Collingwood coach Craig McRae has made a passionate plea for his young star Jack Ginnivan after his confession of mental health problems on Saturday.
The Livewire little forward has been under the media microscope all season thanks to his free-kick-signing abilities, making his appearance following the club’s win against Port Adelaide.
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After playing a key role on Saturday, Ginnivan admitted that the constant scrutiny of the media has taken its toll.
“It’s definitely taken its toll on my mental health and all that stuff, but I’m here, happy, smiling, when you score goals and win it’s beautiful, so (I) can’t complain,” he said.
“I have some strong leaders around me, Darcy Moore, Callum Brown is one of my best friends, he takes care of me.
“My mother, my family is so wonderful, here every week. Fly (Craig McRae), he’s a beautiful person, I love him dearly and he takes care of me every day.”
McRae said the constant checking around the 19-year-old goes beyond and maybe the brakes need pumping.
“We are aware of this. We see him and we try to protect him. We get to a point where we say, ‘Maybe enough is enough; let’s take care of this kid,” McRae said.
“He creates all these stories and again, we have to look at what we can control around that. He is a 19-year-old boy and he says his mental health is under pressure. Let’s take care of him, huh?’
Footy fans were quick to praise the youngster for his raw honesty during his post-match interview.
Channel 10’s Stephen Quartermain wrote: “Jack Ginnivan is a bloody beauty.”
The Age’s Sam McClure wrote, “That was an excellent interview by Sarah Jones with Jack Ginnivan on Fox.”
Peter Ryan of The Age wrote: “Ginnivan had a great chat with @FOXFOOTY after the game. Forget the debate about the liberties, he played a much improved style of football today after he seemed to doubt himself, front & center, and seemed to use the ball as the first option.”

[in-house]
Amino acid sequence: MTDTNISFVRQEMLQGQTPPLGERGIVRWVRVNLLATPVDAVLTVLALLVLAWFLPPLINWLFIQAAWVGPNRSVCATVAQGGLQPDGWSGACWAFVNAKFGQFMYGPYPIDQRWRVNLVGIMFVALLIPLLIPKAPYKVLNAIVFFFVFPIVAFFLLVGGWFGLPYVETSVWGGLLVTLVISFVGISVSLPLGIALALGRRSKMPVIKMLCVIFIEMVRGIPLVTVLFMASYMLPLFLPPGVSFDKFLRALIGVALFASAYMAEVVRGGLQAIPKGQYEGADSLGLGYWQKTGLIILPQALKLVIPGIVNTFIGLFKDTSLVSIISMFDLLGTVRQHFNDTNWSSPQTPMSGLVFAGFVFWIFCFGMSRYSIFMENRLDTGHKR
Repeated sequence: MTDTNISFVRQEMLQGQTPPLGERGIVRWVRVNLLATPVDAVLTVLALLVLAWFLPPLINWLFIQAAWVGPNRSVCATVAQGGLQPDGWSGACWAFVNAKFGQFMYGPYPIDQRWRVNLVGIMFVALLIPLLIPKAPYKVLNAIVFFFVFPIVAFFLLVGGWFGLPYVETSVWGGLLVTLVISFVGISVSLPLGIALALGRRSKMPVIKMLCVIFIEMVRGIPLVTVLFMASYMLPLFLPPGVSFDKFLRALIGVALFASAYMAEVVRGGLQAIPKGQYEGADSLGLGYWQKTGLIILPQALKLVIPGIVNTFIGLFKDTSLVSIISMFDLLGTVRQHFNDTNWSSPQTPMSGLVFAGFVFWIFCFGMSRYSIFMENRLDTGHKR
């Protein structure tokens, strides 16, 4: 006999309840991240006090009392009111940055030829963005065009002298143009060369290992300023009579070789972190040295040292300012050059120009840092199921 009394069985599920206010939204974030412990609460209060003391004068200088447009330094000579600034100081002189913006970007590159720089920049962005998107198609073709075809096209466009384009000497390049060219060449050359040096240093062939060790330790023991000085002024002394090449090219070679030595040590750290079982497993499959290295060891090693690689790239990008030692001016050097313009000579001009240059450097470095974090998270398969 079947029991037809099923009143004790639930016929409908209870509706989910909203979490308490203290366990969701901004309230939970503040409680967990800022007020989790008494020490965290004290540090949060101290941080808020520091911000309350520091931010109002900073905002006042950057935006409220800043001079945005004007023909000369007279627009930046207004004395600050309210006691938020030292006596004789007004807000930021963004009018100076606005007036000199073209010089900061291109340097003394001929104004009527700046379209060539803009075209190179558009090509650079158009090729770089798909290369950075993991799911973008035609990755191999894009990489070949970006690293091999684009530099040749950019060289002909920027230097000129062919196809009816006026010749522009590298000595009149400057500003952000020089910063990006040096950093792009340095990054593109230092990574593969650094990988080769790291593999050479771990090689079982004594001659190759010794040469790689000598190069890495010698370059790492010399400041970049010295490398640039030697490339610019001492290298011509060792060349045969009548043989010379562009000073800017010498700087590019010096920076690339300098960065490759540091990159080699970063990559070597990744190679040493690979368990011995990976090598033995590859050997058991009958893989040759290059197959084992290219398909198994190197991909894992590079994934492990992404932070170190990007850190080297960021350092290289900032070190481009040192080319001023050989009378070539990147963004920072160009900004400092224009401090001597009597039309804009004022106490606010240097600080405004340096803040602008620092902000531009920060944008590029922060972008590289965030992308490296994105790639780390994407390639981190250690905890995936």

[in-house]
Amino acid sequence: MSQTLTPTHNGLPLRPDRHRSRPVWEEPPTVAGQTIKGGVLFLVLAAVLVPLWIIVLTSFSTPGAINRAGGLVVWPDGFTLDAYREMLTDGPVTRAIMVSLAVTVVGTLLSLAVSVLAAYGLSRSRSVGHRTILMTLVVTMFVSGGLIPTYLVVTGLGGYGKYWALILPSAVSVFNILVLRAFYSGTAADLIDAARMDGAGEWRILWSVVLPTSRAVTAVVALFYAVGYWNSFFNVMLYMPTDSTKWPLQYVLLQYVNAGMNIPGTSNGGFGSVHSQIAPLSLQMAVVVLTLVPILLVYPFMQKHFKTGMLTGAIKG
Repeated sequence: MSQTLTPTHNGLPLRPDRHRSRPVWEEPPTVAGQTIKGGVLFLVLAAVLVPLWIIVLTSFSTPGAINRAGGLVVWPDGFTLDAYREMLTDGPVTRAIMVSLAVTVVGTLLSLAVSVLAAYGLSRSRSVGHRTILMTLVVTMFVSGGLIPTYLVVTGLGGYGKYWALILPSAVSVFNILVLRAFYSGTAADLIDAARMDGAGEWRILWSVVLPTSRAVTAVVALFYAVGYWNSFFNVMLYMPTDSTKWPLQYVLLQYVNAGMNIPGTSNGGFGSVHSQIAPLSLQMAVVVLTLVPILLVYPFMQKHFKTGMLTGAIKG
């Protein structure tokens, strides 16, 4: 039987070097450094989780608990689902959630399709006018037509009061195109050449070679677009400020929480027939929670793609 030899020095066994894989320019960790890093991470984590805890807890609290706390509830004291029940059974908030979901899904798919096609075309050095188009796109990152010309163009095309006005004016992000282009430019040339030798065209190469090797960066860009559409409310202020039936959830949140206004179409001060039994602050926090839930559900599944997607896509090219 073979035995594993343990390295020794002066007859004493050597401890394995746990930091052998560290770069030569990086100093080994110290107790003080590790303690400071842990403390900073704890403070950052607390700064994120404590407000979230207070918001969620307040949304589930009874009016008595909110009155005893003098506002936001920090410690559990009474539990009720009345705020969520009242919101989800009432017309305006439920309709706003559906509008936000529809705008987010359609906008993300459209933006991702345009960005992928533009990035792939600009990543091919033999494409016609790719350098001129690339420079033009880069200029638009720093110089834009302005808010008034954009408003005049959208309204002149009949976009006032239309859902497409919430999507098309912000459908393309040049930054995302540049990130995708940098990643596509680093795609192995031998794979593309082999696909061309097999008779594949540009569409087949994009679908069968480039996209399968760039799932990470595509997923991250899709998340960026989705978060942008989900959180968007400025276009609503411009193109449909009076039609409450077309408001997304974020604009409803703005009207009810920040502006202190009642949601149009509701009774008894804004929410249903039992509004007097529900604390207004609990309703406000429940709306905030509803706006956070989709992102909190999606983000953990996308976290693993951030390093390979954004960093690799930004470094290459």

From the early weeks of the 2022 season, Ginnivan has divided football fans and media pundits over his tactics of enticing free kicks by lowering his height and causing the opponent’s arms to end around his neck.
The tactic forced the hand of the AFL tightening guidelines around the rule and saw fans blow up the following week when Ginnivan nearly had his head ripped off his shoulders by Essendon’s Mason Redman.
Days later, the league admitted they had made the wrong decision and the 19-year-old should have been rewarded.
Ginnivan was once again in the middle of the first half against the Power when he was tackled by Robbie Gray.
After collecting the footy, Ginnivan appeared to have fallen to his knees and dropped his left shoulder as Gray’s tackle went up and around his neck.
The umpire didn’t bite and instead pinged Ginnivan for holding the ball.
“Every time he’s tackled, there’s a question among football fans,” said Fox Footy commentator Mark Howard.
Former St Kilda great Nick Riewoldt supported the umpire’s ruling, saying it was the right decision this time around.
“We’ve gone crazy over the past few weeks and this young man was at the center of it,” Riewoldt said at halftime.
“You have to love that he gets on the biggest stage here and with all the noise, all the talking, despite the fact that he’s only a 19-year-old boy, he’s coming out this quarter and he’s definitely lighting it up.
“It’s just great to see. I don’t think we’ve talked as much about a 22 gamer as we have about this guy and what might have been a bit lost is how well he plays.”
Originally published when Jack Ginnivan makes raw mental health clearance after constant media scrutiny